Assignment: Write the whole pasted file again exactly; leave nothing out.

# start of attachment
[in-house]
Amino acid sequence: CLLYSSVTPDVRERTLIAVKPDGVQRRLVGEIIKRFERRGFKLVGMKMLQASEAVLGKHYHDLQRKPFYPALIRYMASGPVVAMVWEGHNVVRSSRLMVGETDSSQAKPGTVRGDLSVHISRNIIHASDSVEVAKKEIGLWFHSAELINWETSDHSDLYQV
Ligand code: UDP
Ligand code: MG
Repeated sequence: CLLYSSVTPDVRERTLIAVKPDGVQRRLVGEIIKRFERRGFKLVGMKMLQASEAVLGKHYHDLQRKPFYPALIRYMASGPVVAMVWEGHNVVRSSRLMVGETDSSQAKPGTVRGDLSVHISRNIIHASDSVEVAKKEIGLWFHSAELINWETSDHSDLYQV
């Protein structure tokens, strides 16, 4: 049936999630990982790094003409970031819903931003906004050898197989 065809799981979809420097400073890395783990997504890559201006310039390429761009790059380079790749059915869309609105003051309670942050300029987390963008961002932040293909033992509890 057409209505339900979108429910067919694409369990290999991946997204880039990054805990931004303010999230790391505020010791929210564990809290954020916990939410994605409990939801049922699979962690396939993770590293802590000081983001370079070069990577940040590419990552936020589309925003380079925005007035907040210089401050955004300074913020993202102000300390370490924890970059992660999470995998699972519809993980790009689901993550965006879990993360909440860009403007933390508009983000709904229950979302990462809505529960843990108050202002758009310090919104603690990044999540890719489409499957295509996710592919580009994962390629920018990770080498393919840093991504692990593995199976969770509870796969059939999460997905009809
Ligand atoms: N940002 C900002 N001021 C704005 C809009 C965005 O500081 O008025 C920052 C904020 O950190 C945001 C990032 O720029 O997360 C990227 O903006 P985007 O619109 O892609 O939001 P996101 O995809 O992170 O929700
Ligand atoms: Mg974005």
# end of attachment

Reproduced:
[in-house]
Amino acid sequence: CLLYSSVTPDVRERTLIAVKPDGVQRRLVGEIIKRFERRGFKLVGMKMLQASEAVLGKHYHDLQRKPFYPALIRYMASGPVVAMVWEGHNVVRSSRLMVGETDSSQAKPGTVRGDLSVHISRNIIHASDSVEVAKKEIGLWFHSAELINWETSDHSDLYQV
Ligand code: UDP
Ligand code: MG
Repeated sequence: CLLYSSVTPDVRERTLIAVKPDGVQRRLVGEIIKRFERRGFKLVGMKMLQASEAVLGKHYHDLQRKPFYPALIRYMASGPVVAMVWEGHNVVRSSRLMVGETDSSQAKPGTVRGDLSVHISRNIIHASDSVEVAKKEIGLWFHSAELINWETSDHSDLYQV
């Protein structure tokens, strides 16, 4: 049936999630990982790094003409970031819903931003906004050898197989 065809799981979809420097400073890395783990997504890559201006310039390429761009790059380079790749059915869309609105003051309670942050300029987390963008961002932040293909033992509890 057409209505339900979108429910067919694409369990290999991946997204880039990054805990931004303010999230790391505020010791929210564990809290954020916990939410994605409990939801049922699979962690396939993770590293802590000081983001370079070069990577940040590419990552936020589309925003380079925005007035907040210089401050955004300074913020993202102000300390370490924890970059992660999470995998699972519809993980790009689901993550965006879990993360909440860009403007933390508009983000709904229950979302990462809505529960843990108050202002758009310090919104603690990044999540890719489409499957295509996710592919580009994962390629920018990770080498393919840093991504692990593995199976969770509870796969059939999460997905009809
Ligand atoms: N940002 C900002 N001021 C704005 C809009 C965005 O500081 O008025 C920052 C904020 O950190 C945001 C990032 O720029 O997360 C990227 O903006 P985007 O619109 O892609 O939001 P996101 O995809 O992170 O929700
Ligand atoms: Mg974005």